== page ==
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    The Mistresses of Cliveden

    17.1 hrs • 6/14/16 • Unabridged
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  11. 17.2 hrs • 5/24/2016 • Unabridged

    A groundbreaking reconsideration of our favorite Tudor queen, Elizabeth is an intimate and surprising biography that shows her at the height of her power by the bestselling, Whitbread Award–winning author of Queen of Scots. Elizabeth was crowned at twenty-five after a tempestuous childhood as a bastard and an outcast, but it was only when she reached fifty and all hopes of a royal marriage were dashed that she began to wield real power in her own right. For twenty-five years she had struggled to assert her authority over advisers who pressed her to marry and settle the succession; now, she was determined not only to reign but also to rule. In this magisterial biography of England’s most ambitious Tudor queen, John Guy introduces us to a woman who is refreshingly unfamiliar: at once powerful and vulnerable, willful and afraid. In these essential and misunderstood forgotten years, Elizabeth confronts challenges at home and abroad: war against the Catholic powers of France and Spain, revolt in Ireland, an economic crisis that triggered riots in the streets of London, and a conspiracy to place her cousin Mary Queen of Scots on her throne. For a while she was smitten by a much younger man, but could she allow herself to act on that passion and still keep her throne? For the better part of a decade John Guy mined long-overlooked archives, scouring court documents and handwritten letters to sweep away myths and rumors. This prodigious historical detective work has made it possible to reveal for the first time the woman behind the polished veneer: wracked by insecurity, often too anxious to sleep alone, voicing her own distinctive and surprisingly resonant concerns. Guy writes like a dream, and this combination of groundbreaking research and propulsive narrative puts him in a class of his own.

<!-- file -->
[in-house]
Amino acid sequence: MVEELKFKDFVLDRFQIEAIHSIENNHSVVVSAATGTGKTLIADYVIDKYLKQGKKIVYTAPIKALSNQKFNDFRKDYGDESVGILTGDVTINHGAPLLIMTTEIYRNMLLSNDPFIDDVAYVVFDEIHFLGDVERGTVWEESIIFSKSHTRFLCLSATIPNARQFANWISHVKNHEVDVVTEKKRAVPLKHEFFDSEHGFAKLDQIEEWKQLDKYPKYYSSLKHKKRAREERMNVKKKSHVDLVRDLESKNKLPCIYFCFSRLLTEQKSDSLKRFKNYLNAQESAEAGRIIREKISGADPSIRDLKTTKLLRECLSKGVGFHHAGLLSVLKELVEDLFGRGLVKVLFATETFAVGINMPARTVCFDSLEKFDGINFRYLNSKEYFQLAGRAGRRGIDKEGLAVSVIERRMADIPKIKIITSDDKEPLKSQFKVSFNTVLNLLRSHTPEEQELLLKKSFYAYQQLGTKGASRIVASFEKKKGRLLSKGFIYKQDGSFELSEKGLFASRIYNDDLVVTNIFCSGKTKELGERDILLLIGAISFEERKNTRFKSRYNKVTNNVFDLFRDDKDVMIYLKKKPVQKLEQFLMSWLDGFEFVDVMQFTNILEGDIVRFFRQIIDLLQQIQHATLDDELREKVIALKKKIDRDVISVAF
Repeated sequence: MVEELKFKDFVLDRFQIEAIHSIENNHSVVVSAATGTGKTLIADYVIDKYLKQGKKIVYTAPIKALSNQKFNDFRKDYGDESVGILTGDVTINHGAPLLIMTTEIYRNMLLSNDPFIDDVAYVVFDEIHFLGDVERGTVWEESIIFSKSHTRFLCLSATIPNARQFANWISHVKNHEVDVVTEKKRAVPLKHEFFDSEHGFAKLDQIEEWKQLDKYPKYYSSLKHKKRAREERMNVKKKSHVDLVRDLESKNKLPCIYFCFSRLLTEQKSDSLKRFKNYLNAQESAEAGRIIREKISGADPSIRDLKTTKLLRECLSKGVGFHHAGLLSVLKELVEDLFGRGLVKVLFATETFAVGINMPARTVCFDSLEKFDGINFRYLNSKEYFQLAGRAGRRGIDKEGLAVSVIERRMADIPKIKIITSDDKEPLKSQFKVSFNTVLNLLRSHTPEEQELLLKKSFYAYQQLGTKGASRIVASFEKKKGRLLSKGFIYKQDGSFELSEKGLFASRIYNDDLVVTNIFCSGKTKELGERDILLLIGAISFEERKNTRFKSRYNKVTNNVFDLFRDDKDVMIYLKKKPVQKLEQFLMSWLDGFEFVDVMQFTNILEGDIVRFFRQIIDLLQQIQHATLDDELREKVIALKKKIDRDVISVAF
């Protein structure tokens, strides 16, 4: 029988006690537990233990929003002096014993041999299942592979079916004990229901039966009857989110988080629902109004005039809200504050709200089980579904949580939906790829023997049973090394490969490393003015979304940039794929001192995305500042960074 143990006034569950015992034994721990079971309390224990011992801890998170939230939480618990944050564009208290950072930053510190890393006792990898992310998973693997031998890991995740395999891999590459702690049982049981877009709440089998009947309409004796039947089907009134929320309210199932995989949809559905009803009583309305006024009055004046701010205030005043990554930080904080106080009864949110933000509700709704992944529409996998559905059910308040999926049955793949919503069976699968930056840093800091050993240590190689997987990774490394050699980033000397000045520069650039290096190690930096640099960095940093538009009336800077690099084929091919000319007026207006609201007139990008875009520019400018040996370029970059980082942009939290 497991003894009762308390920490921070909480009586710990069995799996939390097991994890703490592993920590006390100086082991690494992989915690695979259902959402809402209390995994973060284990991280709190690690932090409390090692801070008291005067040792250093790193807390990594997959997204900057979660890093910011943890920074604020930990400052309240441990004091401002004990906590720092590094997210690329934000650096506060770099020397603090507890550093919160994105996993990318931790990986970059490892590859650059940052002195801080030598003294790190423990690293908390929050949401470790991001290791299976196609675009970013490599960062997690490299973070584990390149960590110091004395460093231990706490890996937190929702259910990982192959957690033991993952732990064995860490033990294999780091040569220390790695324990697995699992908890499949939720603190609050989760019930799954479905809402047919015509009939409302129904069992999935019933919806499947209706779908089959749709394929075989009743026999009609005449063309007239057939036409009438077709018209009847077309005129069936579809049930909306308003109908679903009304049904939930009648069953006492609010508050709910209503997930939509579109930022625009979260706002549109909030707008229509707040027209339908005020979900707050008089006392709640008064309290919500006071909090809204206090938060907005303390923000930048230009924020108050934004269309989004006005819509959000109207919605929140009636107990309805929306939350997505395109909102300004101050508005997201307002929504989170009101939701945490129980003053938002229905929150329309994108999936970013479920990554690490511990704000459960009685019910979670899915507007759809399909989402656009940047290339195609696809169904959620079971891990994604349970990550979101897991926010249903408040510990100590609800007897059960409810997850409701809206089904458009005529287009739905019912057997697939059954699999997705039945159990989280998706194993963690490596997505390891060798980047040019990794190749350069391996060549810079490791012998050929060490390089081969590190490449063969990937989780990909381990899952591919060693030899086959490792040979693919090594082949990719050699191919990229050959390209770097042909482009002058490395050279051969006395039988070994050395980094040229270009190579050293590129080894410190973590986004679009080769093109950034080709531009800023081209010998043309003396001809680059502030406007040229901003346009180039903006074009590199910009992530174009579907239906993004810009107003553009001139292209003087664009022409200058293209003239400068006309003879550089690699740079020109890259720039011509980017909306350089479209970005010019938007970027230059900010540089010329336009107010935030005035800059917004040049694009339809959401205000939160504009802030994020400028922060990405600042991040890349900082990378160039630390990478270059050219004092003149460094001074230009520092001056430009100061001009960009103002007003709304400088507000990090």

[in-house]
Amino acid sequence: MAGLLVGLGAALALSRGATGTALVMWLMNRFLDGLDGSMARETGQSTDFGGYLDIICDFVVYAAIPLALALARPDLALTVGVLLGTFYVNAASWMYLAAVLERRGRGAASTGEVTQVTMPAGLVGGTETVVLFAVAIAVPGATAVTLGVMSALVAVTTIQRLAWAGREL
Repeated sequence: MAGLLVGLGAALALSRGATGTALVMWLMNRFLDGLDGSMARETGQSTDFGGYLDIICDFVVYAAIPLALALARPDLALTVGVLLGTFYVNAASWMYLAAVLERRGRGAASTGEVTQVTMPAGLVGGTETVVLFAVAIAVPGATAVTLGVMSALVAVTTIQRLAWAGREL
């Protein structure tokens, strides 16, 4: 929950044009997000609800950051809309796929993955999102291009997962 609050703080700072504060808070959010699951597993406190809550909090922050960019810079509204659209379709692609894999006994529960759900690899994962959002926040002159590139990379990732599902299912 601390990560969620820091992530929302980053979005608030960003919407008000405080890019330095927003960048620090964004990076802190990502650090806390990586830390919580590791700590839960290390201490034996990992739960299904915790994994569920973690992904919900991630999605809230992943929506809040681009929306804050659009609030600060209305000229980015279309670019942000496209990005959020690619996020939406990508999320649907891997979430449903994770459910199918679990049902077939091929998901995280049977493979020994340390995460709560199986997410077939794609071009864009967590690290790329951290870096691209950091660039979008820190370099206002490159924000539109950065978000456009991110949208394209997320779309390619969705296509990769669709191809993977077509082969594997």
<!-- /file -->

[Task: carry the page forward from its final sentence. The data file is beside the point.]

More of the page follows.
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    Elizabeth

    17.2 hrs • 5/24/16 • Unabridged
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  12. 23.0 hrs • 5/24/2016 • Unabridged